‘Tis the season of giving, right? That’s why Chow, Baby gave a second shot to a couple of the restaurants I panned over the last couple of years. I tried to revisit two other places that had felt my wrath, but they’ve already closed. I’m not suggesting my scathing review helped cause their failures, just that I was, shall we say, prophetic.

Occasionally, though, I get it wrong or maybe hit a place on an off night. Other times, the food and service just get better from one visit to the next..

Back in April, I found the food at Macaluso’s Italian Restaurant (2443 Forest Park Blvd.) bland and the service lacking (“Crabby,” April 24, 2013) –– which didn’t bode well considering the location’s history as a restaurant sinkhole. I’m happy to report that the service has turned around 180 degrees. On a recent visit, my guest and I were seated promptly, and our server was friendly and attentive. The wait time for the food was long, but we could see the place was busy, and our server kept reassuring us that the kitchen hadn’t forgotten us.


The food was better than on my first visit, but far from perfect. Flavor-wise, the escargot provencale ($6.95) was a garlicky, salty thing of beauty.  However, it was served at room temperature, and the accompanying crostinis were limp from sitting too long in the white wine sauce. The clams mariccati ($9.95) tasted like previously frozen rubber with a nice, zesty tomato sauce.

The entrees made up for the so-so appetizers. The fresh-tasting mixed seafood tuttomare ($19.95) with shrimp, scallops, calamari, and white fish, was an elegant-looking dish, though the thin, spicy tomato sauce drowned out the flavor of the more delicate seafood morsels. The dish of the night was the braised chicken romano ($10.95), with mushrooms, shallots, red pepper flakes, and the same light tomato sauce as the pasta. The chicken was so tender I could have eaten it with a spoon. My only regret was that we ordered three things with similar-tasting tomato sauces — hardly the restaurant’s fault.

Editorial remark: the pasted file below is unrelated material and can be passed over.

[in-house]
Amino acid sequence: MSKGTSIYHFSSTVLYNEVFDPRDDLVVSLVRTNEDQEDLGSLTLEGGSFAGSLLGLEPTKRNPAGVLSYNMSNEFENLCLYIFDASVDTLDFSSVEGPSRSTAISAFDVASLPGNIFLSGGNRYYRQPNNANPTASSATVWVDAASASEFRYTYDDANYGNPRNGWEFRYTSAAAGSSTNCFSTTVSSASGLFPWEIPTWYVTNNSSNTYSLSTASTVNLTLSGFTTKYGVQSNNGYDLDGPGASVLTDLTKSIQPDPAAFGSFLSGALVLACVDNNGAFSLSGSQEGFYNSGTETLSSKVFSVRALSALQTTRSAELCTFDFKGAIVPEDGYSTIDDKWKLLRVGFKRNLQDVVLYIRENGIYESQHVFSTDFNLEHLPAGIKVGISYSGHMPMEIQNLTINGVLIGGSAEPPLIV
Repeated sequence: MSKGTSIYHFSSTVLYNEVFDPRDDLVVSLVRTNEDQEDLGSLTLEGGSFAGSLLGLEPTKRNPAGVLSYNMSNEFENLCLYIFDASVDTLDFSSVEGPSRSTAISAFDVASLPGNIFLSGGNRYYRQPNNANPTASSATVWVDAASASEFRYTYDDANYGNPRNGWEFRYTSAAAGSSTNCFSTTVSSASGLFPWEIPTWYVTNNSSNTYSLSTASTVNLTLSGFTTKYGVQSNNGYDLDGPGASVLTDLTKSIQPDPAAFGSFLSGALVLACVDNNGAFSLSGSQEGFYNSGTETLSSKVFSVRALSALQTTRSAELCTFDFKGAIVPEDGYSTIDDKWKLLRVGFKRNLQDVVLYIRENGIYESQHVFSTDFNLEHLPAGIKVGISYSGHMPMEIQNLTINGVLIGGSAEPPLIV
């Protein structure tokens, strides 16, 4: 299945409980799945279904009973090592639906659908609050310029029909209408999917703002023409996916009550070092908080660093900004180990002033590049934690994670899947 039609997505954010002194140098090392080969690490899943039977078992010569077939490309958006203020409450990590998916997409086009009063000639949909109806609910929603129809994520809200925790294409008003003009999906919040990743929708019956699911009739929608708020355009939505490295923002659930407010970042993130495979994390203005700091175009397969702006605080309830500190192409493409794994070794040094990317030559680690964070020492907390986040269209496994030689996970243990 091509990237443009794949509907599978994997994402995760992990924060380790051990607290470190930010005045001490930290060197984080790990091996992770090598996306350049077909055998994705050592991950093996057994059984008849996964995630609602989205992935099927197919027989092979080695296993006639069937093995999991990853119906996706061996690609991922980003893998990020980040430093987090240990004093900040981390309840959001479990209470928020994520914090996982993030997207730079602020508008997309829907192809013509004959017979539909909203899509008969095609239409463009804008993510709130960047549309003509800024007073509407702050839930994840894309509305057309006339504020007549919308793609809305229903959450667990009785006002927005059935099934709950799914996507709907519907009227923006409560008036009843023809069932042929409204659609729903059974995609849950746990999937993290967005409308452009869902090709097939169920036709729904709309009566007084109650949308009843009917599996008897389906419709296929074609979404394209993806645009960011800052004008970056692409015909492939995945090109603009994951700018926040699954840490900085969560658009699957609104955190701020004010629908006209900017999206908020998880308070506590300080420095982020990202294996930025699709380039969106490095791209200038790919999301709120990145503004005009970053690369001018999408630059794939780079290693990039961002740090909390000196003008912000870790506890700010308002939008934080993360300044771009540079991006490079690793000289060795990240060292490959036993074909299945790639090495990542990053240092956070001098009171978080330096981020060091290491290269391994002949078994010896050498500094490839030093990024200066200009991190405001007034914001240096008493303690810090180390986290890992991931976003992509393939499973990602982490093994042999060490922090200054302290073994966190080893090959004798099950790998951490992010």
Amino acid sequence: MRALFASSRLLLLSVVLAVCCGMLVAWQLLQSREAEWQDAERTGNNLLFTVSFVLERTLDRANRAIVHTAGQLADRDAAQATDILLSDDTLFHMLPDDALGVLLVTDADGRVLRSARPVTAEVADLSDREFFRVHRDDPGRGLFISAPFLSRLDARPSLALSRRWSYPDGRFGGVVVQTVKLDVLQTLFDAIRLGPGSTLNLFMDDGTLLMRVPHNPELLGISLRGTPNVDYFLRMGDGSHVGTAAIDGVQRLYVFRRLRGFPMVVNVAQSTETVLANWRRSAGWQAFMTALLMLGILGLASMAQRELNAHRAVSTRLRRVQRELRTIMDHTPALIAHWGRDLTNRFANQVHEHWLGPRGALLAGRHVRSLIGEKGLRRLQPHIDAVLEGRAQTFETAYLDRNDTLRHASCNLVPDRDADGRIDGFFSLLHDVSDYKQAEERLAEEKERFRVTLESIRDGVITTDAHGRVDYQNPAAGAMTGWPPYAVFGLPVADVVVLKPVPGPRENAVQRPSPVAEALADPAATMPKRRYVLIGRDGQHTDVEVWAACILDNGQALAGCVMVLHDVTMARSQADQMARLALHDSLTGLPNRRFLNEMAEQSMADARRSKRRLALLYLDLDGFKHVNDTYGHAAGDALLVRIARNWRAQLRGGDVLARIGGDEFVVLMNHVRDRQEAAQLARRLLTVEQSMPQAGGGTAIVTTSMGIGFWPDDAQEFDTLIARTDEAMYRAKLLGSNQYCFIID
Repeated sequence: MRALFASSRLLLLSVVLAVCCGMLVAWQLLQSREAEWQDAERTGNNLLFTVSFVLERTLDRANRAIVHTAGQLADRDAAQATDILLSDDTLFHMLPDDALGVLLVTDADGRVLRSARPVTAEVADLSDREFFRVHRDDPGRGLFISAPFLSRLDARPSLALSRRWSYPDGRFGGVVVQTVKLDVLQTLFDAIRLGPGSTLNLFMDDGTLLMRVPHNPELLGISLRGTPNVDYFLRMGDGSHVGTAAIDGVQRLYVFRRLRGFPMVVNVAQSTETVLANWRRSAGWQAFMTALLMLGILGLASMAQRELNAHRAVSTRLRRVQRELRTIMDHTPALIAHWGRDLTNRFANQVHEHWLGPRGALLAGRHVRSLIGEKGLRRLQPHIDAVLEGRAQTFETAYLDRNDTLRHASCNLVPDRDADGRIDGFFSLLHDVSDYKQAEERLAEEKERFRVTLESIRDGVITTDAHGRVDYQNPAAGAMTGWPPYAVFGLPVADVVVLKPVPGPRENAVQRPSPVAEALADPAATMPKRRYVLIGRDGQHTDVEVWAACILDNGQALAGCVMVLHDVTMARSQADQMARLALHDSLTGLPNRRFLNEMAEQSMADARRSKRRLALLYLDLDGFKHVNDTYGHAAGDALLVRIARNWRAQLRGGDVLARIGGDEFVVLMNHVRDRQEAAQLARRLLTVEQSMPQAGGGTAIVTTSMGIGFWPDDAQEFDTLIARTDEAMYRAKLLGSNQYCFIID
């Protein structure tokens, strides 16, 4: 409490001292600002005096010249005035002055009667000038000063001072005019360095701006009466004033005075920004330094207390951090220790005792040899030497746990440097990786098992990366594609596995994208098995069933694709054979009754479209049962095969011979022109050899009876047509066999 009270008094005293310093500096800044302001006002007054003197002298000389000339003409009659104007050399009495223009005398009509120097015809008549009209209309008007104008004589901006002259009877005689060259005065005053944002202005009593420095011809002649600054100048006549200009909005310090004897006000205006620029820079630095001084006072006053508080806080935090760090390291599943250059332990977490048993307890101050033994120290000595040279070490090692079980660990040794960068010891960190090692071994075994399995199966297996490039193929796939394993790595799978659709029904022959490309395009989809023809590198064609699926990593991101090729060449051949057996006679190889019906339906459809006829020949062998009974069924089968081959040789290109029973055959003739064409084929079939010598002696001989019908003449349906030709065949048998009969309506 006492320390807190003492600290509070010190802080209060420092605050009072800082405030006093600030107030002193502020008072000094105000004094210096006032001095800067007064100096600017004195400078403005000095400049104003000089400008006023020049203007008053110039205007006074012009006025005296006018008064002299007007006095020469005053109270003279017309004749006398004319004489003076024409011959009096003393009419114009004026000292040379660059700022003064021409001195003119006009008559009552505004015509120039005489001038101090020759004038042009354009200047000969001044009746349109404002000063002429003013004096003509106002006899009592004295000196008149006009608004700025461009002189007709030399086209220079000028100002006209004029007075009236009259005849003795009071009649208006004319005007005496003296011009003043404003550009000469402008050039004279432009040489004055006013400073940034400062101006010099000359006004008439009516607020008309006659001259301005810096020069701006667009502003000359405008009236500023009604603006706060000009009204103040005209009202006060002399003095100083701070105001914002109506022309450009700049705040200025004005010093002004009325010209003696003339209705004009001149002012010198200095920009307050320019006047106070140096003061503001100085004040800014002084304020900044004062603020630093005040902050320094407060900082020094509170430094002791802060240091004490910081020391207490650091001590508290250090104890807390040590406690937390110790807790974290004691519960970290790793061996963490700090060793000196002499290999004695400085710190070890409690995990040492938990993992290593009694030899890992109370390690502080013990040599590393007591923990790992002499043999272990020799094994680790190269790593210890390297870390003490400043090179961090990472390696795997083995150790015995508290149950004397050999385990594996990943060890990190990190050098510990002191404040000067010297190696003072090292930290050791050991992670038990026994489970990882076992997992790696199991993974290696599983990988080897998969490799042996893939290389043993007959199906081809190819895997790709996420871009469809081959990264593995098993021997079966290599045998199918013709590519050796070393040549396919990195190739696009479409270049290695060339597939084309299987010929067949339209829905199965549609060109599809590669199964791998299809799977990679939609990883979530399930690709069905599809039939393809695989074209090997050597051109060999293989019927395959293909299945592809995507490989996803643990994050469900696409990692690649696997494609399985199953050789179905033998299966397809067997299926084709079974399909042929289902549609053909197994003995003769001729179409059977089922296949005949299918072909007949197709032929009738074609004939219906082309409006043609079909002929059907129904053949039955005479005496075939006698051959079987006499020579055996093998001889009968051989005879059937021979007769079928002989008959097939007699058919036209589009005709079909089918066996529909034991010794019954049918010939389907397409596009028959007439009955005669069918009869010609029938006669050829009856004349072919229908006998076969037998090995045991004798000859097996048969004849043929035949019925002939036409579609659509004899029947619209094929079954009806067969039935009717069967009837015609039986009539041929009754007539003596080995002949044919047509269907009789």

Back in February, I thought Spice Thai Kitchen and Bar (411 W. Magnolia Ave.) was a rudderless mess with terrible food (“Get Better Fast.” Feb. 26, 2014). One of my complaints was that they didn’t have a host stand or any way to indicate whether diners were to seat themselves, and it was a free-for-all at the door. That was an easy fix for the Thanpaisarnsamut family who own the place. There’s now a sign asking folks to wait to be seated. I feel like I can take credit for that change.

On my February visit, the service was a rolling dumpster fire. We had no idea who our server was, and when we figured it out, the guy showed all the charm of a rabid dog. This time around, the service was still a little off –– my guest and I waited for a while to be served, and we had to ask a few times before our water was refilled  –– but at least everyone was pleasant.

The food was also better, by leaps and bounds. The pillowy pot stickers ($7), stuffed with cabbage, pork, and onions and served with a soy dipping sauce, had a delicious, salty flavor and billowed steam at the touch of a fork. In the tom yum taylay soup ($8), a spicy but balanced mélange of tender shrimp, mussels, calamari, mushrooms, chiles, and lemongrass, the heat of the broth worked with, not against, the sea-faring creatures. Even better was the duck kra pow ($19), roasted to tender perfection, with basil, jalapeño, and red bell peppers. The spice heat was a little overwhelming, but, again, that’s more a case of user error than kitchen mistake. I should know my own spice threshold.

It could be the ’nog talking, but it feels good to have given these places a second shot. It’s even better knowing that they’ve survived and improved.

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